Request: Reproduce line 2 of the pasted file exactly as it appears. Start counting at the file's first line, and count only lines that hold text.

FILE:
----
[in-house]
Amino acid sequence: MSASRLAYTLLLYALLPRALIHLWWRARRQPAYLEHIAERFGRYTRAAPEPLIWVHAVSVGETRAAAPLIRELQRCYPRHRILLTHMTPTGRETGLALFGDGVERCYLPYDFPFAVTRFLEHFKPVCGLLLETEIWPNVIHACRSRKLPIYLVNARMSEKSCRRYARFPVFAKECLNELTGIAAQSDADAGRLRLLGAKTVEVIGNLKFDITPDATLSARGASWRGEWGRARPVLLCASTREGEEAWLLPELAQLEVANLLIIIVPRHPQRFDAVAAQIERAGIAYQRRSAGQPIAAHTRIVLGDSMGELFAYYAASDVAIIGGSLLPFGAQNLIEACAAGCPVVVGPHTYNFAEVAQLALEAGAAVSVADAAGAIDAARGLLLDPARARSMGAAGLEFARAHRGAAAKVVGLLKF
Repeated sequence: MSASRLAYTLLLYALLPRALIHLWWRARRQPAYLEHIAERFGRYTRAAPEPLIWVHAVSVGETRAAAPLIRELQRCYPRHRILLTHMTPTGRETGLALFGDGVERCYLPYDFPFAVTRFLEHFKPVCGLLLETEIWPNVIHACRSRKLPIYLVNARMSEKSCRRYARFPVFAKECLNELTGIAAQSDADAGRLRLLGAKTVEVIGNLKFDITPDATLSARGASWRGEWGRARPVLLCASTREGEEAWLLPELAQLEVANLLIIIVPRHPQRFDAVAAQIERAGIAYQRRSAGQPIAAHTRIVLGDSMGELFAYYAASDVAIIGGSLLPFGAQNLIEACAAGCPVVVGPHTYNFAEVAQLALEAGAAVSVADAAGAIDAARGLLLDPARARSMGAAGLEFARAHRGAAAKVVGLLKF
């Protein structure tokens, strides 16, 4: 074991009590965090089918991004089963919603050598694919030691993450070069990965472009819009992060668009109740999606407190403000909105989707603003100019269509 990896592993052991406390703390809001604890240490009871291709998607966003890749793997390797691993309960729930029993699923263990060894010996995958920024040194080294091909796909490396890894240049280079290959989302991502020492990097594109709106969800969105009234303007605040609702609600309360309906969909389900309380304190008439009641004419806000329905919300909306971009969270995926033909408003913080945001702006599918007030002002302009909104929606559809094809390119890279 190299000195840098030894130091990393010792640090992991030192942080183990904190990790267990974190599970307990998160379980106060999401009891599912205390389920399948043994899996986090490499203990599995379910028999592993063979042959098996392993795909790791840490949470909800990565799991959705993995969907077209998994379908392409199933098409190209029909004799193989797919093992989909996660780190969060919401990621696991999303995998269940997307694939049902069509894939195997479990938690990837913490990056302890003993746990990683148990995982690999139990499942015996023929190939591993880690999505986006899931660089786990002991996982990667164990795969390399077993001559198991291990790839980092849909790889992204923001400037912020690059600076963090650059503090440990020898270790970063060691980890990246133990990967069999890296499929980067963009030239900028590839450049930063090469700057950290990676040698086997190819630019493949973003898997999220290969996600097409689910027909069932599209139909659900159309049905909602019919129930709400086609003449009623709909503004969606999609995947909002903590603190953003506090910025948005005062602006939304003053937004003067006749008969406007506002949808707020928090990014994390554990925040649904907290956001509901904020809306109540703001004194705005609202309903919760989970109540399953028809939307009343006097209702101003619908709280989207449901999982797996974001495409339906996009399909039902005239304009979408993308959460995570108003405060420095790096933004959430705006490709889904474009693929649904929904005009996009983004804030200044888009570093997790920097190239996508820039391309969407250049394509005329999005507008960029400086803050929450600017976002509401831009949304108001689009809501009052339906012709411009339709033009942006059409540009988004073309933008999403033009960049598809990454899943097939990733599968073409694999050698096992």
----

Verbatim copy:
Amino acid sequence: MSASRLAYTLLLYALLPRALIHLWWRARRQPAYLEHIAERFGRYTRAAPEPLIWVHAVSVGETRAAAPLIRELQRCYPRHRILLTHMTPTGRETGLALFGDGVERCYLPYDFPFAVTRFLEHFKPVCGLLLETEIWPNVIHACRSRKLPIYLVNARMSEKSCRRYARFPVFAKECLNELTGIAAQSDADAGRLRLLGAKTVEVIGNLKFDITPDATLSARGASWRGEWGRARPVLLCASTREGEEAWLLPELAQLEVANLLIIIVPRHPQRFDAVAAQIERAGIAYQRRSAGQPIAAHTRIVLGDSMGELFAYYAASDVAIIGGSLLPFGAQNLIEACAAGCPVVVGPHTYNFAEVAQLALEAGAAVSVADAAGAIDAARGLLLDPARARSMGAAGLEFARAHRGAAAKVVGLLKF